Visiting Asakusa in Tokyo

Nakamisedori, Asakusa Tokyo

Guide to Asakusa

If you are one of those lucky people visiting Tokyo, chances are that you want to spend some time exploring Asakusa, “lower town” of Tokyo. Located in Tai To District along the Sumida River, Asakusa is easily accessible by taking Asakusa or Ginza Subway Line.

Asakusa is home to Sensoji, the oldest temple in Tokyo as well as crafts and shops that have an Edo era nostalgia. The area was a settled by craftsman and working class families who added charm and vitality to Asakusa with old traditions and unpretentious food.

Wearing Kimonos in Asakusa

Enjoy rickshaw ride, river cruise dinner or rent a kimono and stroll around the temple. This is also a great place to shop for gifts for friends and family before you head back home. There is an energy to Asakusa that you can not experience elsewhere in Japan.

Day visit to Asakusa is included in our Art and Culture Tour to Japan (Spring of 2019) as well as in upcoming Textile Tour (coming soon).

River Cruise Boat in Tokyo

Asakusa Highlights

Asakusa Temple (浅草寺)
It is believed to be the oldest temple in Tokyo it was built in 628 and features a Gojyuto “five- story tower”, Kaminarimon “thunder gate” and Nakamisedori, “beautiful approach to the temple”. Make sure to apply incense smoke to your body as it is said to cure illness.

Nakamisedori (仲見世通り)
Nakamisedori is a 250 meter walk from the Kaminari Gate to the temple. There are over 90 shops lines the approach selling Asakusa speciality such as Ningyo Yaki (doll-shaped pound cake stuffed with red beans, cooked in front of you) and other treats and souvenirs. Kimuraya Shop is the oldest store selling Ningyo Yaki since 1868.

Ekimise (駅店)
A department store located above the Asakusa Station. The basement is filled with shops selling regional foods. delicacies, sake and beer. They also carry electronics, clothing, stationery and books. A great place to wander around before you ending your journey to Japan.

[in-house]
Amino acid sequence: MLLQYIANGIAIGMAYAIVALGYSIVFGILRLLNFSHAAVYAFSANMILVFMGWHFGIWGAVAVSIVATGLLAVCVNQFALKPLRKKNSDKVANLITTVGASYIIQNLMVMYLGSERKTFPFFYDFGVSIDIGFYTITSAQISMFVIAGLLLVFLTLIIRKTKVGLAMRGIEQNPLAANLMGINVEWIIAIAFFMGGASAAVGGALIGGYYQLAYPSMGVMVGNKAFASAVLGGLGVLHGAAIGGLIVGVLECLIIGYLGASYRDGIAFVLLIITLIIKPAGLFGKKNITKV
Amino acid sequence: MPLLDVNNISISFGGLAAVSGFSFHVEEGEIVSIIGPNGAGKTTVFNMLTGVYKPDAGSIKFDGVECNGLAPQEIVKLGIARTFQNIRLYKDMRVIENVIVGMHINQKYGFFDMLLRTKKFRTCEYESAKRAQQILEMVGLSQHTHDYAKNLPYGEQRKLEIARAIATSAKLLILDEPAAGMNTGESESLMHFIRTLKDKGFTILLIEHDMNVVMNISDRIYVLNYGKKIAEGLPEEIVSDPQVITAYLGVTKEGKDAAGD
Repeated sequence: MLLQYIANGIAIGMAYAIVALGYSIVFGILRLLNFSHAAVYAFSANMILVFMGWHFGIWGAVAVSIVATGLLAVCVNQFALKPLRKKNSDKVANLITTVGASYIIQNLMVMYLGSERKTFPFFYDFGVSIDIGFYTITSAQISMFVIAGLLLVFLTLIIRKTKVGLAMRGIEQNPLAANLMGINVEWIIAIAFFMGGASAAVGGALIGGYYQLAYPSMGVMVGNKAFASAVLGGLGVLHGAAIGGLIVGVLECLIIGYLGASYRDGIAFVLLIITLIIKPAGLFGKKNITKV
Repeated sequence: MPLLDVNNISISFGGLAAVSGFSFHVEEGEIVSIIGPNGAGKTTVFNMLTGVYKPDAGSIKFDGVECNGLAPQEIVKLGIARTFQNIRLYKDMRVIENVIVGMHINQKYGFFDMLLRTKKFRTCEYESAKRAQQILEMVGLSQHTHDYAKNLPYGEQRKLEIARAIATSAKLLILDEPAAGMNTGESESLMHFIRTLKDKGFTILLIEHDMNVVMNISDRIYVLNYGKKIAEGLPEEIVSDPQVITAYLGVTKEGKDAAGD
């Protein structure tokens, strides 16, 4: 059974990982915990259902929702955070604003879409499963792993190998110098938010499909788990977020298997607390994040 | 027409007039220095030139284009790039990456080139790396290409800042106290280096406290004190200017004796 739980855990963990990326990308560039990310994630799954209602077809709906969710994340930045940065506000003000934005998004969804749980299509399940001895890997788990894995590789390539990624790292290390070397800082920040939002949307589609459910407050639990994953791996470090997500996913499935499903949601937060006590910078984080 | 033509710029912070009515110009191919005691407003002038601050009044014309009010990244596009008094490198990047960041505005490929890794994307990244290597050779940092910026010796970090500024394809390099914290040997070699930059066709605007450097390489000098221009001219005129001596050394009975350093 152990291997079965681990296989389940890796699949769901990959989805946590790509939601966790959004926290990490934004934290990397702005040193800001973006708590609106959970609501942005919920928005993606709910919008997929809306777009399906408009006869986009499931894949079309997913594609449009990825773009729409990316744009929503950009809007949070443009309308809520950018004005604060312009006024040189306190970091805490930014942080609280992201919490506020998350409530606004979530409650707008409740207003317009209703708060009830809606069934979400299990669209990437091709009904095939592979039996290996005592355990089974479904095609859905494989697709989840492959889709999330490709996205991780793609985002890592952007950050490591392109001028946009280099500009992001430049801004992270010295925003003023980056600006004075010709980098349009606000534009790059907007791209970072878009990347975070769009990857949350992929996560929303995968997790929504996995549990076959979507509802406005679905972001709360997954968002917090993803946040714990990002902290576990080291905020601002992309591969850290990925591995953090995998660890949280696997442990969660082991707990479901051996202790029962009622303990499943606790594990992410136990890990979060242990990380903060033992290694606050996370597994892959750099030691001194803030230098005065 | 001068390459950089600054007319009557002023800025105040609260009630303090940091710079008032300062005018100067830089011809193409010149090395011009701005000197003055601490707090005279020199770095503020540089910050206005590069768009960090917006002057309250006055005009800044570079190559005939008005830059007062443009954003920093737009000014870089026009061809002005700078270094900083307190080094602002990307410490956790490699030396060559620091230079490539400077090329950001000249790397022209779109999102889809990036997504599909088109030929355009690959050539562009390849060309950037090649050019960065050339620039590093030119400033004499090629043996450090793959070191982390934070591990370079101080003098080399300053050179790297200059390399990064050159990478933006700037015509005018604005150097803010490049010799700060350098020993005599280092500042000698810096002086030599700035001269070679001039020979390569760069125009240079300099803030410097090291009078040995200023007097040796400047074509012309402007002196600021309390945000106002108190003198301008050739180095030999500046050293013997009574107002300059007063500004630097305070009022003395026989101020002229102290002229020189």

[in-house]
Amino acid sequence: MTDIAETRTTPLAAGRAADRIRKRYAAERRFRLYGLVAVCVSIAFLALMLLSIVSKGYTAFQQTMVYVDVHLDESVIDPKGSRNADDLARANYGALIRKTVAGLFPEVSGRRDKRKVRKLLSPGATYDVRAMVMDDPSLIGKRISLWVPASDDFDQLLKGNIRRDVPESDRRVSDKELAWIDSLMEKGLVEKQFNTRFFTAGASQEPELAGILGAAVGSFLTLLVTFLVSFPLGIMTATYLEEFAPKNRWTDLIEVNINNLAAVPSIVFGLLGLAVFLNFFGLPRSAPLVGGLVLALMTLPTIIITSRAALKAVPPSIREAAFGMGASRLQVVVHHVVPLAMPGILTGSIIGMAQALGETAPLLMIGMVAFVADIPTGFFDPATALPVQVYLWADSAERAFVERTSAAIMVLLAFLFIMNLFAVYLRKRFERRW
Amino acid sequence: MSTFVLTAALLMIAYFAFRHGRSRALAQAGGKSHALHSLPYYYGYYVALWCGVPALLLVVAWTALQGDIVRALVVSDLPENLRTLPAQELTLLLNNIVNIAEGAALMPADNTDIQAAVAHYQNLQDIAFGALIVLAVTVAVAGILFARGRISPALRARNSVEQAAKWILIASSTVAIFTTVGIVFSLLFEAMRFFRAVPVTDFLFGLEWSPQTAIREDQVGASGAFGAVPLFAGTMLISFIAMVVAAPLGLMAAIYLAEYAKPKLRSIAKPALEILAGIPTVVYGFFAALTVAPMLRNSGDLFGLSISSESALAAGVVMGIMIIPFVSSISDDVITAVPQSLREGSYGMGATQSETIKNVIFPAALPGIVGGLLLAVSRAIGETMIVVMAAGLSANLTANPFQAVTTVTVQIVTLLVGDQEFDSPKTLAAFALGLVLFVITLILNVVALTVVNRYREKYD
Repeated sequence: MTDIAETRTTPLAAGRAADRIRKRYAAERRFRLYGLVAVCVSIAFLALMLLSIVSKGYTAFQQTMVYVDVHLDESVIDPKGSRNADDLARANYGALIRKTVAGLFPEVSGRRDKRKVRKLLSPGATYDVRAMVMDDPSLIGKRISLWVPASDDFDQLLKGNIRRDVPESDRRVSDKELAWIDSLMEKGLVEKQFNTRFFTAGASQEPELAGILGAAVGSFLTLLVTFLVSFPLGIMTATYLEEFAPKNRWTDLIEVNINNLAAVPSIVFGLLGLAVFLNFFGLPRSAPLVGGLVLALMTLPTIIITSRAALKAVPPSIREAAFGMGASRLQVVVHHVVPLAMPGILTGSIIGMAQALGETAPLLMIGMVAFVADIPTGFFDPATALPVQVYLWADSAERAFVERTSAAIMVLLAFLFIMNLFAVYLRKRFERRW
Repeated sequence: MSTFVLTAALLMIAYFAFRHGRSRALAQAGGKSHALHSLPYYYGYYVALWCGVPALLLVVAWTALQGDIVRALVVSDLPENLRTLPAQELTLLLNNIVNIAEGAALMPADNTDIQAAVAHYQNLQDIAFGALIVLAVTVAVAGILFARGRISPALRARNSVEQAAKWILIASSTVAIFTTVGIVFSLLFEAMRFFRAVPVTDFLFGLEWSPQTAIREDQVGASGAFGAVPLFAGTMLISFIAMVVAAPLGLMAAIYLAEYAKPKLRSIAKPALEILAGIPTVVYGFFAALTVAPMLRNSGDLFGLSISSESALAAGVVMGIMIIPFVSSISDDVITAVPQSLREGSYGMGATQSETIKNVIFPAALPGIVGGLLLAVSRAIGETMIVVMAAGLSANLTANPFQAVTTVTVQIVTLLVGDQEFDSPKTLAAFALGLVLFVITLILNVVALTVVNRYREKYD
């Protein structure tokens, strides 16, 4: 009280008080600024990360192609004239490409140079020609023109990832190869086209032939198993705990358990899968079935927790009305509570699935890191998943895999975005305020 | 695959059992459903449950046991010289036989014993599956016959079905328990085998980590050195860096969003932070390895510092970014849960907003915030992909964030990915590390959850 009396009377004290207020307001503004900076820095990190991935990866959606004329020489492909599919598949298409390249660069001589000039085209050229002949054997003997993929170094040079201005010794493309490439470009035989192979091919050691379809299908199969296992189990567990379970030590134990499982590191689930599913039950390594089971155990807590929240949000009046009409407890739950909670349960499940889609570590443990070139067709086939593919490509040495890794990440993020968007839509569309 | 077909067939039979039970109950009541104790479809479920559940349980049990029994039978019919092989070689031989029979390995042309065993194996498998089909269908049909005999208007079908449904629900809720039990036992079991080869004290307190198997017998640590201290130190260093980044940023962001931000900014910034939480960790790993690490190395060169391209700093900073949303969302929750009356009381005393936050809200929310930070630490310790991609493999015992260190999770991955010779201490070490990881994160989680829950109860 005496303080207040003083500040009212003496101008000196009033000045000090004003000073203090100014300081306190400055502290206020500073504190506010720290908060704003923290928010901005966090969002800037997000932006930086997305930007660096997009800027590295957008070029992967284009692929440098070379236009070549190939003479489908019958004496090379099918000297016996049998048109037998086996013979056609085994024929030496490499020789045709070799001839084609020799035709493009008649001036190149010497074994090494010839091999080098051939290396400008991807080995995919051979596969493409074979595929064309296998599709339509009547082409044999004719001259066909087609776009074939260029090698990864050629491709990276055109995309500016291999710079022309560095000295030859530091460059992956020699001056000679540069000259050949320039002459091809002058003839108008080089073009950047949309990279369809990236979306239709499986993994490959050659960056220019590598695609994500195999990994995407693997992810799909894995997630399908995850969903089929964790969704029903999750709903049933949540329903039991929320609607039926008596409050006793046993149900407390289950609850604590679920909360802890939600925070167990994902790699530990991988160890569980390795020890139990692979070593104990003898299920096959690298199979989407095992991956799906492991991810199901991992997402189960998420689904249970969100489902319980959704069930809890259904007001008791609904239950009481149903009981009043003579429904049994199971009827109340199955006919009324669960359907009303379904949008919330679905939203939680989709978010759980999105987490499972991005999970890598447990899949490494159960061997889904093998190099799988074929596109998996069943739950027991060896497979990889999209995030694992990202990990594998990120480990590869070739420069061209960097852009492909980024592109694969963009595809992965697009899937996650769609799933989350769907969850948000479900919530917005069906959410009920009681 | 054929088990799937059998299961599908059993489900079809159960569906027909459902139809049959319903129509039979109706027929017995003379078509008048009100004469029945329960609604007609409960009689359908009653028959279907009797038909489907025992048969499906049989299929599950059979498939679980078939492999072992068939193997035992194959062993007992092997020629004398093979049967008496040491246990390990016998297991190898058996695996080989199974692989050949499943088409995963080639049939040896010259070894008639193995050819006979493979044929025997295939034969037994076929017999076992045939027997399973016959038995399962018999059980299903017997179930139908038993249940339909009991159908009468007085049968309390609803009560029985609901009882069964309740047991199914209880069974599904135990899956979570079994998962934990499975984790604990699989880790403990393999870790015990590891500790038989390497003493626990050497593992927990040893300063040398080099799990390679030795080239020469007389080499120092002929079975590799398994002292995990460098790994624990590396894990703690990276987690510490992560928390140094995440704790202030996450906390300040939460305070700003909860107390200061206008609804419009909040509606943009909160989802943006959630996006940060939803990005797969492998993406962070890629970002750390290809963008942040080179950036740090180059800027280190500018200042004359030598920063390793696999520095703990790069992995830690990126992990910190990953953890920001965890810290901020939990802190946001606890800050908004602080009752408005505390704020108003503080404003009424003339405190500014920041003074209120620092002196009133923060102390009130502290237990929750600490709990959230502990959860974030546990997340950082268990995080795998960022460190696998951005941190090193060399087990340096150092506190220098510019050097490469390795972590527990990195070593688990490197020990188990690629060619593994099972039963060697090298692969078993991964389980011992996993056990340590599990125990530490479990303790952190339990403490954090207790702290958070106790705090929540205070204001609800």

Asakusa Cultural Tourism Center (浅草文化ツーリズムセンター)
Conveniently located across the street from Kaminari Gate. This tourism center should be able to help you with any questions you might have around Asakusa. From the viewing deck on the 8th floor, you be able to see the Tokyo Skytree as well as Namamisedori.

Taiyaki

Okonomiyaki (お好み焼き)
Asakusa is known for casual everyday food and Okonomiyaki is not to be missed when visiting Asakusa. At restaurants specializing in these “as you like” savory cabbage pancakes you’ll be able to make your own on a hot griddle at your table.. You can also enjoy this delicious street food at home. Here is the recipe from your food blog.

Kappabashi (かっぱ橋)
Located between Asakusa and Ueno is Kappabashi or “Kitchen Town”. This entire district features over 170 shops selling cooking supplies, knives, dishes and almost everything you need for starting and operating a food business. Kappabashi is only 10 minutes walk from Asakusa and totally worth a visit.

Visiting Tsukiji Fish Market

The last week of October, I spent about three days in Tokyo meeting restaurant owners, going to cooking schools  and checking out ramen shops. I spent the last day of my trip  hanging out at Tsukiji – the world’s largest fish market. The day I visited Tsukiji, it was unusually warm, pleasant and sunny.  I found myself relaxed and carefree as I strolled through the market admiring the shops and soaking up the spirit of the market.

 

Tsukiji Fish Market
Tsukiji Fish Market

On Monday, Tsukiji was bustling with energy, and everyone was preoccupied with their day’s business and driving their turret trucks at full speed. Tourists are everywhere.  The coolers at food stalls were filled with catches of the season such as snow crab, pike fish, squid, salmon, mackerel and shelves with green tea, seaweed, bonito flakes, miso, pickled vegetables, wasabi roots and much more.  As a matter of a fact, “Food Town” is a word used in Japanese to describe Tsukiji as one can find nearly everything you need for making  traditional Japanese food.  This is also where world class seafood auctions take place surrounded by a maze of retail shops and all kinds of restaurants.

Food at Tsukiji
Food at Tsukiji

I had a morning meeting with Mr. Noguchi who assisted me with planning a sushi workshop at near by restaurant for our guests during our tour.  I was in luck that day as Mr. Noguchi treated me to a  private, behind-the-scenes  tour of the market.  As you might know, due to its  years of heavy use and also to make way for the Tokyo Olympics in 2020, Tsukiji’s inner market is moving this summer to Toyosu, a man-made island near by (if you sign up with us for our April and June trips, you might still be able to see the inner market as a group).

Fish for Sale at Tsukiji
Fish for Sale at Tsukiji

One of the must to do thing at Tsukiji is to shop and eat at one of the many restaurants serving the freshest sushi you can buy. After my meeting with Mr. Noguchi, I squeezed myself into a counter seat at very busy sushi restaurant and indulged on some of my favorites at the market; charred fally tuna, sea urchin, sardine, mackerel and salmon.

Store at Tsukiji
Store at Tsukiji

Hope to see you in Japan.

Happy Travels!

Tanpopo Studio